A few weeks ago, we recommended the nine-part podcast About Race with Reni Eddo-Lodge. At the end of those powerful episodes, Reni recommended several other programmes hosted by Black creators, which is how we came to learn about Blacticulate, a platform for elevating Black stories in the U.K. Founded by Ade Bamgbala, the platform produces podcasts, hosts workshops, and provides Black creators with the necessary tools to grow their business and careers.
While Reni’s recommendation was for Blacticulate’s eponymous podcast, it was Stories That Stick that caught our attention. We at Pod Bible love a programme that offers something new not only in topic but in production. We were immediately drawn to the structure of founder Ade’s show, which invites guests to tell their own story and share stories that have impacted them.
Each episode begins at the end. The guest is first asked to speak about death, which may seem an odd place to start but perfectly establishes a person’s thought process for how they live their life. If we know how someone imagines, copes with, or theorizes death, we better understand the parameters they exist within today. From there, our host asks that his interviewee breaks their life into decade-long chapters, beginning with their first ten years.
Not only does this make for an easily digestible podcast, but it creates a shared nostalgia when paired with story recommendations from the episode’s guest, spotlighting a different book in each “chapter” of their own story. It’s hard not to fall into one’s own reminiscences during the first chapter, often peppered by beloved children’s books or familiar stories from religious texts.
When exploring shows that are new to us as listeners, creating a structure that we can easily latch on to helps to ease us into unfamiliar territories. Structures based in Q&A sessions, particularly those that remain consistent from episode to episode, create an excitement as we begin to imagine our own answers and build a sense of familiarity and camaraderie with the guests – their answers ebbing and flowing with our own.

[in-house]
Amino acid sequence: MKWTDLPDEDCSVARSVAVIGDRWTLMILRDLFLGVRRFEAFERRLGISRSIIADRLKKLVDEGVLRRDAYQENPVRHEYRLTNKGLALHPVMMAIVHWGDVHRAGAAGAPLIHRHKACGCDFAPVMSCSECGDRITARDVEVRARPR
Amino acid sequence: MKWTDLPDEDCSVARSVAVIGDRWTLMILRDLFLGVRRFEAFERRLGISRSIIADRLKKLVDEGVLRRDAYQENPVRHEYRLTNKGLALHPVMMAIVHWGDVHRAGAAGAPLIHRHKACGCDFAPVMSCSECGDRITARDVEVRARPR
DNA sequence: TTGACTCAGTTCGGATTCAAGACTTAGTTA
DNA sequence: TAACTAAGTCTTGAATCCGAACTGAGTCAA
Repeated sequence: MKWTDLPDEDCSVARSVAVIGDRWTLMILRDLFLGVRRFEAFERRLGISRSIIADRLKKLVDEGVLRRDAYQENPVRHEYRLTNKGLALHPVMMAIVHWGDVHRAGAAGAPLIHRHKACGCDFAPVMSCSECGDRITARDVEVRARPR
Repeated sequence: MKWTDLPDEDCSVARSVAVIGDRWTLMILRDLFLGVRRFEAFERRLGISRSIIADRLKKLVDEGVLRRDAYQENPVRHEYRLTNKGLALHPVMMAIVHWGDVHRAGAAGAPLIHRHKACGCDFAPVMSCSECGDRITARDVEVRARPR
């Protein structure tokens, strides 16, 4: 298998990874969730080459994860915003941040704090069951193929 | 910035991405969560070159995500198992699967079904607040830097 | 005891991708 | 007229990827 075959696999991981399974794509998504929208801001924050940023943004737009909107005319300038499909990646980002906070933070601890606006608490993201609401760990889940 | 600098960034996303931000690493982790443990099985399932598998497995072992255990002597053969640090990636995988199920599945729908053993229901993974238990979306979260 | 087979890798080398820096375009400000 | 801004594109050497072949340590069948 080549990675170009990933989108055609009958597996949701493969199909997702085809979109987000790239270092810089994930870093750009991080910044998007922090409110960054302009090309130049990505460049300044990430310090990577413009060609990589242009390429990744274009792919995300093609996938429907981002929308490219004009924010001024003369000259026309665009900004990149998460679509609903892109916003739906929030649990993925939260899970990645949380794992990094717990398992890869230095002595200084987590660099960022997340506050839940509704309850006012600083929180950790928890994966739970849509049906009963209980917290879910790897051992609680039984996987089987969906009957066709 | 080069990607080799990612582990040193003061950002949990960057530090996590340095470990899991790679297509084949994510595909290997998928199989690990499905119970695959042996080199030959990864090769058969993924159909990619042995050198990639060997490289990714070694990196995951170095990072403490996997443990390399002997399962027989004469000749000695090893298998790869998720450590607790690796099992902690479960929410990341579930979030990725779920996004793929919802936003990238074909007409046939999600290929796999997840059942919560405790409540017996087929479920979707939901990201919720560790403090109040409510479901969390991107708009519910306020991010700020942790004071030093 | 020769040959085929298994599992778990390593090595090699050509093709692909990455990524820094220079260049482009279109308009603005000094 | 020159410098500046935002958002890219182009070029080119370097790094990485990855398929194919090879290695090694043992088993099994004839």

An excellent podcast structure is reliant on its host. A quality host creates consistency for their listeners, while still remaining flexible for their guest. Ade’s soft-spoken guidance feels gentle, steering the conversation expertly without editorializing someone else’s experience. In episode 15, with Christina Moore of Don’t Skip Media, his guest off-handedly mentions the experience of growing up as the child of immigrant parents. Ade thoughtfully encourages her to explore that experience, and she opens up beautifully, allowing the listener a much deeper insight regarding her childhood. The deft way with which he supports her examination of what, moments earlier, seemed like an off-handed reference to something many listeners may not have experience with shows us how seriously Ade takes his work. It is always easy to allow a guest to move beyond something – especially something they have a shared understanding of, or something the guest may have explained in a pre-interview – but it does not serve the audience to allow those moments to pass us by.